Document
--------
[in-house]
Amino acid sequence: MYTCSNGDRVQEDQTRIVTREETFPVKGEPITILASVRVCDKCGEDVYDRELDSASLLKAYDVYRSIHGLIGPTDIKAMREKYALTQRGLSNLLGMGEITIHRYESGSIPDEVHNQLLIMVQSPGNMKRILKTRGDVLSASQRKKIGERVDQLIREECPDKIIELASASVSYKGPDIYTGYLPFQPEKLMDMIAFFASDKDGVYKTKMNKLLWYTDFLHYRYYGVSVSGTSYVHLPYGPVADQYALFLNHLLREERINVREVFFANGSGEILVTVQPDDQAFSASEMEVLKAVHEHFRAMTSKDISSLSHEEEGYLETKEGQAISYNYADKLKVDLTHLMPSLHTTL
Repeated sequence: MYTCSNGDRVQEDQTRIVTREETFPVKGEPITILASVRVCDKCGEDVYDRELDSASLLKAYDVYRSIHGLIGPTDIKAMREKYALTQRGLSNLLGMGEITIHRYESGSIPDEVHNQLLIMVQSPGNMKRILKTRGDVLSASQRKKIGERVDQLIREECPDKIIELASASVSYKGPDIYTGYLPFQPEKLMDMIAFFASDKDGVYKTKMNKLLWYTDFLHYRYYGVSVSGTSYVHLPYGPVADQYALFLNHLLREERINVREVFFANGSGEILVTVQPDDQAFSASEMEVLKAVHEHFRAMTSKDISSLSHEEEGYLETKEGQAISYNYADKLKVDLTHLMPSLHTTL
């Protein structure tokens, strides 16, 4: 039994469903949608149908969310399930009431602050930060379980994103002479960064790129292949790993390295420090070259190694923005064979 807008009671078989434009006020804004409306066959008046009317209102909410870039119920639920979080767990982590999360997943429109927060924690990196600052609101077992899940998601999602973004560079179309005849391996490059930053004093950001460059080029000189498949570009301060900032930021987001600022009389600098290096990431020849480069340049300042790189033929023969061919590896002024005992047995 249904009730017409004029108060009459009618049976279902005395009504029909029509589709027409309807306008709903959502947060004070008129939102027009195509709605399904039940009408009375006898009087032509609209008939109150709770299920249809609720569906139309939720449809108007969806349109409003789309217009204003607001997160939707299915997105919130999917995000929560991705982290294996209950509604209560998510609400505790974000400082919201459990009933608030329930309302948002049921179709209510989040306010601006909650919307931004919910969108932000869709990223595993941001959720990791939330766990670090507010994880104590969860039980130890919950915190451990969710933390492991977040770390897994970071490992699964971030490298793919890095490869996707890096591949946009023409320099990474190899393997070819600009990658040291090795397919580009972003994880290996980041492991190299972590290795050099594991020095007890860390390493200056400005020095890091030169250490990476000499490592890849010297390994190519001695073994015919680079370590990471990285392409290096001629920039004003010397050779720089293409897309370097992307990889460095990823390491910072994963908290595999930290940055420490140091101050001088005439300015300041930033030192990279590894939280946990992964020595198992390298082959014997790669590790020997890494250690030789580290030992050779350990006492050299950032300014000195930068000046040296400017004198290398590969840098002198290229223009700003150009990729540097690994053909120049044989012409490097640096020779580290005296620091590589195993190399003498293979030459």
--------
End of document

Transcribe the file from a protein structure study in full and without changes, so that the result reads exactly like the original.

[in-house]
Amino acid sequence: MYTCSNGDRVQEDQTRIVTREETFPVKGEPITILASVRVCDKCGEDVYDRELDSASLLKAYDVYRSIHGLIGPTDIKAMREKYALTQRGLSNLLGMGEITIHRYESGSIPDEVHNQLLIMVQSPGNMKRILKTRGDVLSASQRKKIGERVDQLIREECPDKIIELASASVSYKGPDIYTGYLPFQPEKLMDMIAFFASDKDGVYKTKMNKLLWYTDFLHYRYYGVSVSGTSYVHLPYGPVADQYALFLNHLLREERINVREVFFANGSGEILVTVQPDDQAFSASEMEVLKAVHEHFRAMTSKDISSLSHEEEGYLETKEGQAISYNYADKLKVDLTHLMPSLHTTL
Repeated sequence: MYTCSNGDRVQEDQTRIVTREETFPVKGEPITILASVRVCDKCGEDVYDRELDSASLLKAYDVYRSIHGLIGPTDIKAMREKYALTQRGLSNLLGMGEITIHRYESGSIPDEVHNQLLIMVQSPGNMKRILKTRGDVLSASQRKKIGERVDQLIREECPDKIIELASASVSYKGPDIYTGYLPFQPEKLMDMIAFFASDKDGVYKTKMNKLLWYTDFLHYRYYGVSVSGTSYVHLPYGPVADQYALFLNHLLREERINVREVFFANGSGEILVTVQPDDQAFSASEMEVLKAVHEHFRAMTSKDISSLSHEEEGYLETKEGQAISYNYADKLKVDLTHLMPSLHTTL
């Protein structure tokens, strides 16, 4: 039994469903949608149908969310399930009431602050930060379980994103002479960064790129292949790993390295420090070259190694923005064979 807008009671078989434009006020804004409306066959008046009317209102909410870039119920639920979080767990982590999360997943429109927060924690990196600052609101077992899940998601999602973004560079179309005849391996490059930053004093950001460059080029000189498949570009301060900032930021987001600022009389600098290096990431020849480069340049300042790189033929023969061919590896002024005992047995 249904009730017409004029108060009459009618049976279902005395009504029909029509589709027409309807306008709903959502947060004070008129939102027009195509709605399904039940009408009375006898009087032509609209008939109150709770299920249809609720569906139309939720449809108007969806349109409003789309217009204003607001997160939707299915997105919130999917995000929560991705982290294996209950509604209560998510609400505790974000400082919201459990009933608030329930309302948002049921179709209510989040306010601006909650919307931004919910969108932000869709990223595993941001959720990791939330766990670090507010994880104590969860039980130890919950915190451990969710933390492991977040770390897994970071490992699964971030490298793919890095490869996707890096591949946009023409320099990474190899393997070819600009990658040291090795397919580009972003994880290996980041492991190299972590290795050099594991020095007890860390390493200056400005020095890091030169250490990476000499490592890849010297390994190519001695073994015919680079370590990471990285392409290096001629920039004003010397050779720089293409897309370097992307990889460095990823390491910072994963908290595999930290940055420490140091101050001088005439300015300041930033030192990279590894939280946990992964020595198992390298082959014997790669590790020997890494250690030789580290030992050779350990006492050299950032300014000195930068000046040296400017004198290398590969840098002198290229223009700003150009990729540097690994053909120049044989012409490097640096020779580290005296620091590589195993190399003498293979030459």